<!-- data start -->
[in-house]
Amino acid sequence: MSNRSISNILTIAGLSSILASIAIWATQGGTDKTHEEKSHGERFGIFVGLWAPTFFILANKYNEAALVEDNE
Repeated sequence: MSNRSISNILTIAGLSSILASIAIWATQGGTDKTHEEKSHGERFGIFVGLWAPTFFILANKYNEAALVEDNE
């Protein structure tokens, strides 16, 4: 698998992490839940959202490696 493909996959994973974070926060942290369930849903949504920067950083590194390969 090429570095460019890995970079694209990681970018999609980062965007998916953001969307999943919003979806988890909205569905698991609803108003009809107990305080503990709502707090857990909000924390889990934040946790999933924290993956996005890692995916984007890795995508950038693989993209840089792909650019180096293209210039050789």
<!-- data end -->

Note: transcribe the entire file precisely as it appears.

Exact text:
[in-house]
Amino acid sequence: MSNRSISNILTIAGLSSILASIAIWATQGGTDKTHEEKSHGERFGIFVGLWAPTFFILANKYNEAALVEDNE
Repeated sequence: MSNRSISNILTIAGLSSILASIAIWATQGGTDKTHEEKSHGERFGIFVGLWAPTFFILANKYNEAALVEDNE
């Protein structure tokens, strides 16, 4: 698998992490839940959202490696 493909996959994973974070926060942290369930849903949504920067950083590194390969 090429570095460019890995970079694209990681970018999609980062965007998916953001969307999943919003979806988890909205569905698991609803108003009809107990305080503990709502707090857990909000924390889990934040946790999933924290993956996005890692995916984007890795995508950038693989993209840089792909650019180096293209210039050789």